This week’s column

Orange County Reg­is­ter — North County News-Tribune; Date: June 4, 2020; Sec­tion: News; Page Num­ber: A2
WHATDAY

Can­celed plans make space for other options

When the stay-at-home order came, I was sad about all my can­celed plans, but happy that I got more time to stay home and write. From speak­ing events for my new book, to horse shows I wanted to attend, I was able to shrug it off and be thank­ful I wasn’t sick.

Admit­tedly, I wasn’t too sad about my den­tist appoint­ment being canceled.

As I was hap­pily writ­ing, my back decided it didn’t want to hang around the house. It wanted to visit the chiropractor’s office sev­eral times a week. Some­times it wanted me to drive around the block just to enjoy the heated seats in my car.

After a few vis­its, my chi­ro­prac­tor and I decided we needed to get to the bot­tom of this, so to speak, with an MRI. I’ve had some kind of scan before, when the doc­tor wanted a nice pic­ture of my gall blad­der before he removed it. I con­fess, I was so drugged, I have a dim mem­ory of falling asleep in a tube.

This time was dif­fer­ent. We had just started the statewide lock­down, so I felt guilty dri­ving up to the imag­ing cen­ter. I wanted to hang a sign on my car say­ing, “I swear this trip is essential!”

At least I wanted to write it on my face mask.

The scan went bet­ter than I thought it would. I’ve expe­ri­enced claus­tro­pho­bia before, and I’ve heard sto­ries from friends of feel­ing trapped in the tube. The tech­ni­cian put me at ease, gave me head­phones to lis­ten to music, and I nearly fell asleep, with­out drugs this time.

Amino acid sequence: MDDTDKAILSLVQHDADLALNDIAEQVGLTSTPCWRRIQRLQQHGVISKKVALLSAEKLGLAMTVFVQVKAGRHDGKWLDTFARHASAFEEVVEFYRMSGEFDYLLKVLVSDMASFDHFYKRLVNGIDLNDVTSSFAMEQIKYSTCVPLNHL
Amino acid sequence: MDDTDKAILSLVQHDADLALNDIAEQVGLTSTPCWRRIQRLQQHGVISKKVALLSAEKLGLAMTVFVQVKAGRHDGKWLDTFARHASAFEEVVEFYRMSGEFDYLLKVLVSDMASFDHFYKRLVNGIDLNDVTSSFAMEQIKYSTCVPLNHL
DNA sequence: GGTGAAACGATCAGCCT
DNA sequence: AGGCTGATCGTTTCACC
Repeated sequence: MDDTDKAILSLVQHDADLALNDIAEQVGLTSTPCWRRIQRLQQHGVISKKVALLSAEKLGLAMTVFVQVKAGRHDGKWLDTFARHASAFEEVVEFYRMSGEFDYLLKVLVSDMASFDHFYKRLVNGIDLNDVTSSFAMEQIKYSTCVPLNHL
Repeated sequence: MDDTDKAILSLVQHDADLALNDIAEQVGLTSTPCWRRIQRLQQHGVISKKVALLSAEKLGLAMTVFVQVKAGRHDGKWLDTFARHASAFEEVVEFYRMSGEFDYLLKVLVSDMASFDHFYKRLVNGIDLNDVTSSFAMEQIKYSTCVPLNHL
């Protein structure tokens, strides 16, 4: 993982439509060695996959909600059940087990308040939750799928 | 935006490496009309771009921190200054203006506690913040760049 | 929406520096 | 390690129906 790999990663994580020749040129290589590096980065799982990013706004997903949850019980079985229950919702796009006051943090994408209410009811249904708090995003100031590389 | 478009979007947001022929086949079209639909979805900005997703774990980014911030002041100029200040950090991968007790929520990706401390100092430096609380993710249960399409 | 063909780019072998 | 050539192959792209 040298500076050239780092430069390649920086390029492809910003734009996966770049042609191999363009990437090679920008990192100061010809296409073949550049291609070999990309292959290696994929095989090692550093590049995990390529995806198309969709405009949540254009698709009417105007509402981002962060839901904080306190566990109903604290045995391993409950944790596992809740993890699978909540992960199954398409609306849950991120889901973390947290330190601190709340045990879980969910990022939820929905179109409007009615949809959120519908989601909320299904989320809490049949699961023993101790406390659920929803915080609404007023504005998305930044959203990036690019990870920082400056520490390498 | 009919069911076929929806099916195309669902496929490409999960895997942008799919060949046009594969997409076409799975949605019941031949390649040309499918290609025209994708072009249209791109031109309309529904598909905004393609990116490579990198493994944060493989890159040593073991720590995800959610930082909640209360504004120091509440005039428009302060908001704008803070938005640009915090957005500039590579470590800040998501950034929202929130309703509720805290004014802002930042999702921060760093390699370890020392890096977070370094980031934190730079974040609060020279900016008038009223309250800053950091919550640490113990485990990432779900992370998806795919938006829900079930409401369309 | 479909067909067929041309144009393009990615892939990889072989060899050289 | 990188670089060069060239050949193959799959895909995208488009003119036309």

When my chi­ro­prac­tor and my gen­eral prac­ti­tioner saw the results, they both won­dered how I was still walk­ing. I had two bulging discs and severe steno­sis, a term I can now toss around like I know what I’m talk­ing about. My GP imme­di­ately rec­om­mended me to a pain man­age­ment doctor.

I was wary of a doc­tor who man­ages pain. My con­stant nerve ache reminded me that this is how peo­ple become addicted to drugs.

The doc­tor and I had a phone con­sul­ta­tion a few days later. He sug­gested epidural steroid injec­tions, but not only did that sound painful, the word “steroid” sounded frightening.

That seems like the nuclear option,” I told him.

It turns out, he has a good sense of humor and a will­ing­ness to work with his patients. I got a short treat­ment of low dose anti-inflammatory meds and a rec­om­men­da­tion for phys­i­cal therapy.

The ther­apy was a huge suc­cess. I learned ways to stretch and work my body that would make my back feel sup­ported. Within a week, I was no longer walk­ing like a 99-year old hunch­back in the mornings—I was more like 85. By 3 weeks, I was back down to my own age.

Unfor­tu­nately, he couldn’t make me 30 again.

This week, my phys­i­cal ther­a­pist and I agreed that I’d been so dili­gent about exer­cis­ing, I could try this on my own.

As I drove home, I real­ized that I was happy to be fin­ished with ther­apy. Being on lock­down may have can­celed some of my life, but I’d some­how found other things to fill it up again and keep me from writing.

The county may be open­ing things up, but I’m in no hurry to get out and min­gle. I hope my back understands.

Long­time Pla­cen­tia res­i­dent Gayle Car­line tracks those moments that shape her days as a wife, mom, com­puter whiz and horse­woman. E-mail her at [email protected].

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